Therefore, let us rejoice in the fact that our Savior and Lord lives. Let us live in such a way that honors our living Lord and thereby secures eternal life for us. Let us look with joy at the empty tomb. And let us sing with heartfelt sincerity, “Because He lives I can face tomorrow, Because He lives all fear is gone; Because I know He holds the future, And life is worth the living just because He lives.”
One of our favorite hymns is entitled, This World Is Not My Home. It is an uplifting song that makes our hearts soar as we sing its words. The theme of the song is the joyous anticipation we have of the time when we will enter the heavenly city to live with our God and Father for eternity. That theme is summarized in the line that precedes the chorus: “And I can’t feel at home in this world anymore.”
As we sing this song, we are not expressing displeasure with the place God created for us to live. The world that He created was “very good” (Gen. 1:31). It was, in fact, perfectly prepared for humans to inhabit, but it was never intended to be our final destination. God’s plan from before the beginning of the world was to redeem a people for Himself to live with Him in heaven. How people live while upon the earth determines who among them will receive this great reward.
Those who are Christians should understand this better than any others. When we obey the gospel by being baptized into Christ, we commit ourselves to walk through the small gate that opens onto the narrow way that leads to life (Mt. 7:14). We have been purchased by the cleansing blood of Christ to be His slaves, and we are not our own (1 Cor. 6:19-20). Our citizenship is no longer upon the earth, but is instead in heaven, where our names are written in the Lamb’s Book of Life (Phil. 3:20; Rev. 20:11-15).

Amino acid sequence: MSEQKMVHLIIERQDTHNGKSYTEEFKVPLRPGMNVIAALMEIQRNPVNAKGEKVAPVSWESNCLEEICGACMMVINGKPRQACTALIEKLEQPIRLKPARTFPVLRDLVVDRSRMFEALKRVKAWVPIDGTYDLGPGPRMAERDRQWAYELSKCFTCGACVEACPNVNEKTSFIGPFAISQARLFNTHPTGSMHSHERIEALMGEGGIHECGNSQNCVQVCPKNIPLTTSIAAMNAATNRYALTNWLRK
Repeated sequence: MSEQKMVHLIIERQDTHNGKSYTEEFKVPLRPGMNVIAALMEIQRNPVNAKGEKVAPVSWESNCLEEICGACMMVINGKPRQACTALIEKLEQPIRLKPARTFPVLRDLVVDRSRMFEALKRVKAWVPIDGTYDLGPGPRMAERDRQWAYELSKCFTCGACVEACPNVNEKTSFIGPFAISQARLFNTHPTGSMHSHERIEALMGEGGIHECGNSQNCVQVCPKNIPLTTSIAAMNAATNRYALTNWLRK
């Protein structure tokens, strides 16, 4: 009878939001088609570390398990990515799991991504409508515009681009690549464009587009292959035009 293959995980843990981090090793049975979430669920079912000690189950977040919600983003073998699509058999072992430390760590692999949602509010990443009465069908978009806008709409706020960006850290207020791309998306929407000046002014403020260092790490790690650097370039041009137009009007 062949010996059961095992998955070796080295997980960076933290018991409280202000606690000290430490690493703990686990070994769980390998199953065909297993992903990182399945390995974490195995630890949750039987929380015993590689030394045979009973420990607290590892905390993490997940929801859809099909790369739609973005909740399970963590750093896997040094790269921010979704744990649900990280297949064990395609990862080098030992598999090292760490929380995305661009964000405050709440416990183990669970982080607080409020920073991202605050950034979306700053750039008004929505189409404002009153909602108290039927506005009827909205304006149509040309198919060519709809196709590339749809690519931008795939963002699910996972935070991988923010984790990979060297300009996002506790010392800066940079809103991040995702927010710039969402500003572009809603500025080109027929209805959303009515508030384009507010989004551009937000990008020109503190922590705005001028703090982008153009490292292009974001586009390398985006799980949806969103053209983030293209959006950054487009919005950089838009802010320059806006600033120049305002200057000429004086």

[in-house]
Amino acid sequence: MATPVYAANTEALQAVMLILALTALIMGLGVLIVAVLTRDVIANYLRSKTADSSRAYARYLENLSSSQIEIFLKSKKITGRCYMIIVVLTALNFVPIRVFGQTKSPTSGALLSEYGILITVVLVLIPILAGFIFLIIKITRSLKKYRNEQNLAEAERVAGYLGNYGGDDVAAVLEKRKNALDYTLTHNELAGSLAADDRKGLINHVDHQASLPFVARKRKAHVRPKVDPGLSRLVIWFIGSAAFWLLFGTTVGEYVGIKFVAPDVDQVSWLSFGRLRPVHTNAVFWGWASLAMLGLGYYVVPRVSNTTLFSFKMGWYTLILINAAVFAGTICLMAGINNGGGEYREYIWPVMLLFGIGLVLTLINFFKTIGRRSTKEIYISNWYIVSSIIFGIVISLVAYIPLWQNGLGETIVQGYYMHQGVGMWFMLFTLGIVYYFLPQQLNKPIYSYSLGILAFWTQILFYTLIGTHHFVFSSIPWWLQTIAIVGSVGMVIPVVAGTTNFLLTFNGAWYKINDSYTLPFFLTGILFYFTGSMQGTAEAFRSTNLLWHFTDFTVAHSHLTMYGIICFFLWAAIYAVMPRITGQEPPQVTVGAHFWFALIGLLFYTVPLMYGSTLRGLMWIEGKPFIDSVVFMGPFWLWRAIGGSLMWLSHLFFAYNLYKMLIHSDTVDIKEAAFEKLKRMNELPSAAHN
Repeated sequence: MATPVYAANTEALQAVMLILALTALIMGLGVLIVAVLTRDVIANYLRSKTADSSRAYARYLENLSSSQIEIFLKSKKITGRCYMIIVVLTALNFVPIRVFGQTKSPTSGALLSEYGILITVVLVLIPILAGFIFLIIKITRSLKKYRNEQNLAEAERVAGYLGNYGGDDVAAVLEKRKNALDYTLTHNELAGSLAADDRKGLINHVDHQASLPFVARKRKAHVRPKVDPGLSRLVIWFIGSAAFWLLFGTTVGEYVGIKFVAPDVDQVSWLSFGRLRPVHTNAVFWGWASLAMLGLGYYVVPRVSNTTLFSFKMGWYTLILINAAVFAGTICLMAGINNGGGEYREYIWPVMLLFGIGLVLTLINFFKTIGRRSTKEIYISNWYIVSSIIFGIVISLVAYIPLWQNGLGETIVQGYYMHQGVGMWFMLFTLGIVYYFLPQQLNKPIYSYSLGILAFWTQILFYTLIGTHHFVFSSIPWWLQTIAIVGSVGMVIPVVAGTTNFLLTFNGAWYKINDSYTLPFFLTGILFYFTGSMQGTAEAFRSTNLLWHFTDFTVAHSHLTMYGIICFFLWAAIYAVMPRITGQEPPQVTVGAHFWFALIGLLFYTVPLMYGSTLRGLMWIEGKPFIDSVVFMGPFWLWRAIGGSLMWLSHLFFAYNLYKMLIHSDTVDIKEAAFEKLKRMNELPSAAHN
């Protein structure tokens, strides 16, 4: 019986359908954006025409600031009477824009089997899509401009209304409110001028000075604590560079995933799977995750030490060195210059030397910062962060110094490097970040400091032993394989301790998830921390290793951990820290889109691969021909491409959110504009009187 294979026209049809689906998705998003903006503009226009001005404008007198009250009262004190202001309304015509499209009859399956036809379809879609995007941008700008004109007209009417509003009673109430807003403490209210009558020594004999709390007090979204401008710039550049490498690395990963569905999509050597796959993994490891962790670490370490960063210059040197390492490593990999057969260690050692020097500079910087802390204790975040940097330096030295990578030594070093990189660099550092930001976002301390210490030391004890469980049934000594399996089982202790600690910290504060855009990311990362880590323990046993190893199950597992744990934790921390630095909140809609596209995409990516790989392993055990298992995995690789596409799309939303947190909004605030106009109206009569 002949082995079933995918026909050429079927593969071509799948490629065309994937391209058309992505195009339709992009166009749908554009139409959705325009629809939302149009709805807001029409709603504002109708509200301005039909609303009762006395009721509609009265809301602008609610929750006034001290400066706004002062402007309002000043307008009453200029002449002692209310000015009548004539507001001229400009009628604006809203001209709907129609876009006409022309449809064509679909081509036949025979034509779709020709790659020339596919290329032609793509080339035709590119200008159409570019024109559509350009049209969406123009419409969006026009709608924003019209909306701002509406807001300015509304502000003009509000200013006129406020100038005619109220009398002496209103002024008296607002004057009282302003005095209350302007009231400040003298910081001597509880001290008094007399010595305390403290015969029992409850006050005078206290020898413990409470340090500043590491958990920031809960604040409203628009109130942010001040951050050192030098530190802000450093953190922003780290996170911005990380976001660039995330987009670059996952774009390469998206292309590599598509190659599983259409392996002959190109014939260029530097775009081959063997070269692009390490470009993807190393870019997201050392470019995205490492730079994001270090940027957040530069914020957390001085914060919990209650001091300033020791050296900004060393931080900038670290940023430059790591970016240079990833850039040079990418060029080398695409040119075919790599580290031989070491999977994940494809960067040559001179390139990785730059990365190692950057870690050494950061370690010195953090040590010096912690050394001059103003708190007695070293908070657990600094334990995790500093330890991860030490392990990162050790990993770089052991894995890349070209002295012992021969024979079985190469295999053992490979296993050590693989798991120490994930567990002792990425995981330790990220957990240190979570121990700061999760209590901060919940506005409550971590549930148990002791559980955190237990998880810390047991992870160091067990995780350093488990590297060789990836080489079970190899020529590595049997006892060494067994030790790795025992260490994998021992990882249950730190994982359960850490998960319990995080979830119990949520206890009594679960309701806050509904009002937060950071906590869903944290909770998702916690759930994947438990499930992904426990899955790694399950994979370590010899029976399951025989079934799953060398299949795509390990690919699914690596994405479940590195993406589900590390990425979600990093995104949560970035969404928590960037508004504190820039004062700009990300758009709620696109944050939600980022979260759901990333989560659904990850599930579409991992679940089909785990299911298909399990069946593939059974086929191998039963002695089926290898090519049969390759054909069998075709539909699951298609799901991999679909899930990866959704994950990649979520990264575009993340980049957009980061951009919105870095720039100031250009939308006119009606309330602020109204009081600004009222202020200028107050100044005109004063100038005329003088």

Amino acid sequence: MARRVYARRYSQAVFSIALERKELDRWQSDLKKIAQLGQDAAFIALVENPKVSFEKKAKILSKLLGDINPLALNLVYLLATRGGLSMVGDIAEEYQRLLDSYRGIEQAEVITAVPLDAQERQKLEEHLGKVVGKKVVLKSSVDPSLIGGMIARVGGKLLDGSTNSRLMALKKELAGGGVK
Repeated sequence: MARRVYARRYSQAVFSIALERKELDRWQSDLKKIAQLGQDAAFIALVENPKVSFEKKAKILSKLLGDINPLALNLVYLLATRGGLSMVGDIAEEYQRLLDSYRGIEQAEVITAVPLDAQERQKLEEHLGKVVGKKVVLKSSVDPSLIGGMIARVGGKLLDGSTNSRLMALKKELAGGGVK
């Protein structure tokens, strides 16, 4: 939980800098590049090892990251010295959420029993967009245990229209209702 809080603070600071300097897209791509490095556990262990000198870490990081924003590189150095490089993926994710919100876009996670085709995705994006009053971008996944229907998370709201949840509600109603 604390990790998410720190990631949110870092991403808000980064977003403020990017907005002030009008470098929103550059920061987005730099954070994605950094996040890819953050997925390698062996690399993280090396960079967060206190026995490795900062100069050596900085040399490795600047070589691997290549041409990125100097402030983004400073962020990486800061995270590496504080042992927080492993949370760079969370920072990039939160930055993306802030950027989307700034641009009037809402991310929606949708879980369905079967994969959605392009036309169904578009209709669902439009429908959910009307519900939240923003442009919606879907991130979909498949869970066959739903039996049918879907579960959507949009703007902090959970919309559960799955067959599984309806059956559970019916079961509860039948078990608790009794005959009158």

Nevertheless, we are residents of the earth and must live on it and within its many constraints until our time here is done. This reality often poses challenges for us, as it has for Christians since the church began. In the first century some in the city of Thessalonica were so anxious for the Lord to return, and so ready to be freed from the bounds of earth, that they stopped taking care of their physical responsibilities. In 2 Th. 3:6-13 Paul chastised them for what he called their unruly and undisciplined behavior. The point then, and now, is that we must take care of all our physical responsibilities on earth, even as we anticipate going home to be with the Lord.
Another of the challenges that we face as residents of the earth is the presence of suffering and pain. Too many times our lives are marked by sickness, disease, and death. Too often we suffer the pain of the actions of sinful people around us. Nearly every day we may wonder why God allows our hearts to be broken by the things that happen in life.
There are at least two reasons for these things. One is the fact that sin exists on the earth. From the time of Adam and Eve we have been afflicted by its presence, either because of our own sinful conduct, or because of the sins of others. Sickness, disease, natural disasters, and man-made mayhem of all kinds are the results of sin being present in the world. God is not responsible for these things, and He will hold the guilty accountable at judgment (Ex. 34:7).